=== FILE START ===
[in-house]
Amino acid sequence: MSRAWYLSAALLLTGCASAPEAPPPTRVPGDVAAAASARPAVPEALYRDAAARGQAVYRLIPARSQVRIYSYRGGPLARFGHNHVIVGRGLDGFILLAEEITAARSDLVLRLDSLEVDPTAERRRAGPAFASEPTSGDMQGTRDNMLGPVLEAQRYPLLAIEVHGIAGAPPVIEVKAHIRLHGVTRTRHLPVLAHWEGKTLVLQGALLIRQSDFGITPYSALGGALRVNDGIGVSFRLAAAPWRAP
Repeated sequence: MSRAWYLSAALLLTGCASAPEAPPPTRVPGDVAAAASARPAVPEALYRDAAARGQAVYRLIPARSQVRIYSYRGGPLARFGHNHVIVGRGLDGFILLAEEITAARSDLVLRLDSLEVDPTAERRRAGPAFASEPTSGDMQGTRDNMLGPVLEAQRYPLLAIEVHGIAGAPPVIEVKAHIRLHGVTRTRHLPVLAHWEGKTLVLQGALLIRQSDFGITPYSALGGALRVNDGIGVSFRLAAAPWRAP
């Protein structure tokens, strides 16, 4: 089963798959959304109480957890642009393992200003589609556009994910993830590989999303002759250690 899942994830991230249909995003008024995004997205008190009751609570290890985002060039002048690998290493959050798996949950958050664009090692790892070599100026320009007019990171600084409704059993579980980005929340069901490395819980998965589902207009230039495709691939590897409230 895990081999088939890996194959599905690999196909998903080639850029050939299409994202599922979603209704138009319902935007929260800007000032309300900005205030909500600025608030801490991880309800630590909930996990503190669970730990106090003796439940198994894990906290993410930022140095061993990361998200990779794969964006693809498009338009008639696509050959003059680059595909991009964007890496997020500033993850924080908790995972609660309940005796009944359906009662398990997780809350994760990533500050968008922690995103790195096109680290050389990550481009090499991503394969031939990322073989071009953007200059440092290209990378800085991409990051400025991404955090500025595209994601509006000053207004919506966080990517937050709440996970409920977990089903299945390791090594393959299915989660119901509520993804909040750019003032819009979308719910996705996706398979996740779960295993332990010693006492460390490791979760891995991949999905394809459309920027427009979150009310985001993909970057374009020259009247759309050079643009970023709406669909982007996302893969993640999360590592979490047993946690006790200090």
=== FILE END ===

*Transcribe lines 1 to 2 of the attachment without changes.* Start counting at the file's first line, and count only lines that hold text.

[in-house]
Amino acid sequence: MSRAWYLSAALLLTGCASAPEAPPPTRVPGDVAAAASARPAVPEALYRDAAARGQAVYRLIPARSQVRIYSYRGGPLARFGHNHVIVGRGLDGFILLAEEITAARSDLVLRLDSLEVDPTAERRRAGPAFASEPTSGDMQGTRDNMLGPVLEAQRYPLLAIEVHGIAGAPPVIEVKAHIRLHGVTRTRHLPVLAHWEGKTLVLQGALLIRQSDFGITPYSALGGALRVNDGIGVSFRLAAAPWRAP